2nd reason, you shouldn’t look for a BO that is optimal in theory but that you cannot consistently do in practice. In a real game sometimes you don’t find your sheep, you can’t lure deer, you have very far boar, forest etc. and you also have to manage scouting the map and maybe walling yours while executing your BO, so it’s always better to plan a bit of margin in case you make mistakes or have a different map than the one you tested the BO on. Unless you’re really at the top level getting up 1-2 vills later will really not be that big of a deal, in any case it’s much better than going up earlier and having idle time due to lacking resources.

There are advantages to using AI though, mainly you could test a lot of BOs automatically in batch and see which perform better, but then they will not be optimized, you’d have to evaluate by how much first, and also I suspect they will strongly depend on the map.

Thanks for the feedback.

Re pausing, maybe I could perfectly execute that way, but with the number of variations I’d like to try, and the duration of each one, it would get really really tedious testing them that way.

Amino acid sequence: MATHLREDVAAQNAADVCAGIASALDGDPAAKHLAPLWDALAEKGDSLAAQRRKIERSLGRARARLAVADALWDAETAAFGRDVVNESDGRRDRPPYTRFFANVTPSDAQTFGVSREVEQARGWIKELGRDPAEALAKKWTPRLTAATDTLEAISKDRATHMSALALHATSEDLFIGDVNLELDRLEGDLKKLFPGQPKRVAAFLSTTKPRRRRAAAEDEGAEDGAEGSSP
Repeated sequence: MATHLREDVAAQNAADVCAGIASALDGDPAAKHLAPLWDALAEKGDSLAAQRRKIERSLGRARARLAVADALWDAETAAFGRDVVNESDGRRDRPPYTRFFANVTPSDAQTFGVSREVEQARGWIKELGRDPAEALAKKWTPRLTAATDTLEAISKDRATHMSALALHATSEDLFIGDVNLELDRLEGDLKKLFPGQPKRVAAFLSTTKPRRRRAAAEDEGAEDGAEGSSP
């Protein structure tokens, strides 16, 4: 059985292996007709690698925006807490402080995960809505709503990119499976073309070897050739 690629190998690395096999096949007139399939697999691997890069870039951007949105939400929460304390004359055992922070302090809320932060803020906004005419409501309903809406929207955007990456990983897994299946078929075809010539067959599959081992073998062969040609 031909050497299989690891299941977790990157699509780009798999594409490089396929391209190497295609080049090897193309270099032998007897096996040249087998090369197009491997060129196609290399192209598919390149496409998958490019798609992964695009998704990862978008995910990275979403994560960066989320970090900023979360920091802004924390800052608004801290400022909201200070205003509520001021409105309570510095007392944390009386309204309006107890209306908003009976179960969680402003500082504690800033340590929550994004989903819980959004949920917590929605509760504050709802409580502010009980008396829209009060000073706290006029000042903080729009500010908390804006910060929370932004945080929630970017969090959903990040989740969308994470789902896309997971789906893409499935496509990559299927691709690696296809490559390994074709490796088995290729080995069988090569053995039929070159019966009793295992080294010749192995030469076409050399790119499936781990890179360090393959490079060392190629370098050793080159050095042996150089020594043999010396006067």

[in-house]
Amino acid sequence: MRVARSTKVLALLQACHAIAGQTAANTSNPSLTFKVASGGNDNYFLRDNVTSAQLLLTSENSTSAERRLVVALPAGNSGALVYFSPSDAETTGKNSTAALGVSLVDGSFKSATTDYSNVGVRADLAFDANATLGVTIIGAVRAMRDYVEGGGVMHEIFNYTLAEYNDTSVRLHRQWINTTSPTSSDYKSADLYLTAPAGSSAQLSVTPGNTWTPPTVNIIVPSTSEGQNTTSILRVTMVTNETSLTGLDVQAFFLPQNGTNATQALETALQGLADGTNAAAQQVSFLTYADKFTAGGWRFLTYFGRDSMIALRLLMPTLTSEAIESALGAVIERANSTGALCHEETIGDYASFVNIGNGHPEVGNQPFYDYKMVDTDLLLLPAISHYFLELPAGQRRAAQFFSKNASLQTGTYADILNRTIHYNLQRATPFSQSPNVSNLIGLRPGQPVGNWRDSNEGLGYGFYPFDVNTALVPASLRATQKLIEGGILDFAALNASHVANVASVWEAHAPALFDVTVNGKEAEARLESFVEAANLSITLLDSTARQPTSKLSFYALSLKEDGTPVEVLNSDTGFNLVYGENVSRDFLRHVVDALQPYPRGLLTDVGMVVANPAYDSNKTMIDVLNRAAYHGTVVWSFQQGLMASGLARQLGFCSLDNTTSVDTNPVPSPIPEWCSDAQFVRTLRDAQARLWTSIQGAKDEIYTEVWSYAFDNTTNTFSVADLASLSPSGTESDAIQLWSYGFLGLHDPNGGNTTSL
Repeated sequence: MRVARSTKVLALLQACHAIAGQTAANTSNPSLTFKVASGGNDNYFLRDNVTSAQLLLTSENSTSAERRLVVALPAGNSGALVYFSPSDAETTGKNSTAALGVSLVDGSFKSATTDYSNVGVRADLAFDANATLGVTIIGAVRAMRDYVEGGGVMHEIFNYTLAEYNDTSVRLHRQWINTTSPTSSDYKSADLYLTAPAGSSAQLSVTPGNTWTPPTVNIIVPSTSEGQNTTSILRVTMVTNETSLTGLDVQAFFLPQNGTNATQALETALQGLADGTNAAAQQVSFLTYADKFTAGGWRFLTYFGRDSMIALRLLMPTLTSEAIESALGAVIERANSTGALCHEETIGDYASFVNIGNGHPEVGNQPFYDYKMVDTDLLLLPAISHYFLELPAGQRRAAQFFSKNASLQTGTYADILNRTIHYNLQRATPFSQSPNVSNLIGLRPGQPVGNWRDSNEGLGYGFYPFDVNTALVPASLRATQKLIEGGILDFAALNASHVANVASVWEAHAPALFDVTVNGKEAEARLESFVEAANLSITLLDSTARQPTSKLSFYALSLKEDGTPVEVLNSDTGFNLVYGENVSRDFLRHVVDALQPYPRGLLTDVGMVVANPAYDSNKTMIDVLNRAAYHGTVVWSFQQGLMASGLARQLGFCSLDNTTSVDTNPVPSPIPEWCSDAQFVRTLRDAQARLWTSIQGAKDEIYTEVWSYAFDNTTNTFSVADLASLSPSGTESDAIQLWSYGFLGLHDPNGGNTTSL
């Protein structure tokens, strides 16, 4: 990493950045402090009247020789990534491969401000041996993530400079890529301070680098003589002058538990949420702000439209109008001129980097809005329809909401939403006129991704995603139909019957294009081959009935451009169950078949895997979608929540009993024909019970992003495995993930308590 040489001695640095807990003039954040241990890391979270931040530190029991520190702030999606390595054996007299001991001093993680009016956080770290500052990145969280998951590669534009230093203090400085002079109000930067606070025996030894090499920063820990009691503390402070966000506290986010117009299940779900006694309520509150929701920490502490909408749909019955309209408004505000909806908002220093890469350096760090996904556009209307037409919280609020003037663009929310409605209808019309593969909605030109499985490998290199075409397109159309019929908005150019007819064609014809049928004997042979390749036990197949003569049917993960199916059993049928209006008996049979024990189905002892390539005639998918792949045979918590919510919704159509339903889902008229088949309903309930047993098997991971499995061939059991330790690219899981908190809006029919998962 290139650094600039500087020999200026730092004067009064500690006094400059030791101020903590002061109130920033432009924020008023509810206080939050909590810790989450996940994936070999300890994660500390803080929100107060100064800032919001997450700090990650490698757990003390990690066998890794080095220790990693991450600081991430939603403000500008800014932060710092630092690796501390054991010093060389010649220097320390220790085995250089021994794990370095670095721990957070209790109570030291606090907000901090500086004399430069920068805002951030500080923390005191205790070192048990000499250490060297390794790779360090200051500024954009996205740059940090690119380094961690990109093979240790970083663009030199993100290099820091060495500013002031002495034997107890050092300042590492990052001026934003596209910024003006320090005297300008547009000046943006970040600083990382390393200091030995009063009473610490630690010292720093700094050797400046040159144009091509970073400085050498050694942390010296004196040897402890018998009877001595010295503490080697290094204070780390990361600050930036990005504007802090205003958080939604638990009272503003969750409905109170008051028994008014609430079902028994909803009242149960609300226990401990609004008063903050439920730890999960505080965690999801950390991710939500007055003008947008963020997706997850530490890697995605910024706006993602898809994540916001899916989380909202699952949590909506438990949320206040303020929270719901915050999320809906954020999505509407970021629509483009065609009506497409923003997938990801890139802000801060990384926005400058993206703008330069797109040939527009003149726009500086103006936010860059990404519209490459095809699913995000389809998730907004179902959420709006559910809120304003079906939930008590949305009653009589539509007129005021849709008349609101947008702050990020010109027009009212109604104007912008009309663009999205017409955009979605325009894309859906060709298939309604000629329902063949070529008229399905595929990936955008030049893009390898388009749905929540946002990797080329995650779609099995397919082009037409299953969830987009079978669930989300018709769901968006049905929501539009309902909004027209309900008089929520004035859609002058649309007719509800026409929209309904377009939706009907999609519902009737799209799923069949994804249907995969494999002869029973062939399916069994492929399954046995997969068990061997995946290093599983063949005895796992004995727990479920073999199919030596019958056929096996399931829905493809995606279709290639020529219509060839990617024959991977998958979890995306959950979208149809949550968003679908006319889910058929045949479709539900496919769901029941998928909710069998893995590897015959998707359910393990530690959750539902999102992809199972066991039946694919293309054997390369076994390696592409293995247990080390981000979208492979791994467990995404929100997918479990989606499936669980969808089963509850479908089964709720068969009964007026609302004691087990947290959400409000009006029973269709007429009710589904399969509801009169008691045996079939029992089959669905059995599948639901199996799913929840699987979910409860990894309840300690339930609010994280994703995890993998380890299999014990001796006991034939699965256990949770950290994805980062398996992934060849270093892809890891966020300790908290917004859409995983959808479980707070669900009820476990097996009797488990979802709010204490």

Re the weaknesses of even extreme AI, I was hoping that my programming wouldn’t have those weaknesses and would perfectly execute a build order, but I don’t know how much can be controlled in the AI files vs being hard-wired into the application itself. I’d be happy with testing via a fixed map so I can program the AI to always put things in the same good place, and I could also incorporate it walling that fixed map. I think any resulting build orders would be at least as good as those I’ve seen published.

In terms of whether optimal is desirable, I’m really not looking at ways to get up 1 or 2 vills earlier, it’s more about optimal assignment of villagers within that. For example, in Hera’s Korean Trush build order, it doesn’t tell you what to do with villagers produced after reaching Feudal. I’ve made a guess that putting the first 4 on wood, then the next 15 on farms will get me to Castle with 18 farms, ready for a 3 TC boom, but I’d like to see if a perfect execution of that ever ends up short of wood to make those 15 farms, or if it always has enough wood that maybe only the first 3 need to go to wood. An imperfect execution in this case actually creates slack by resources having been collected for longer, i.e. the tightest possible build order wouldn’t fail if someone had idle time, it would actually become more relaxed.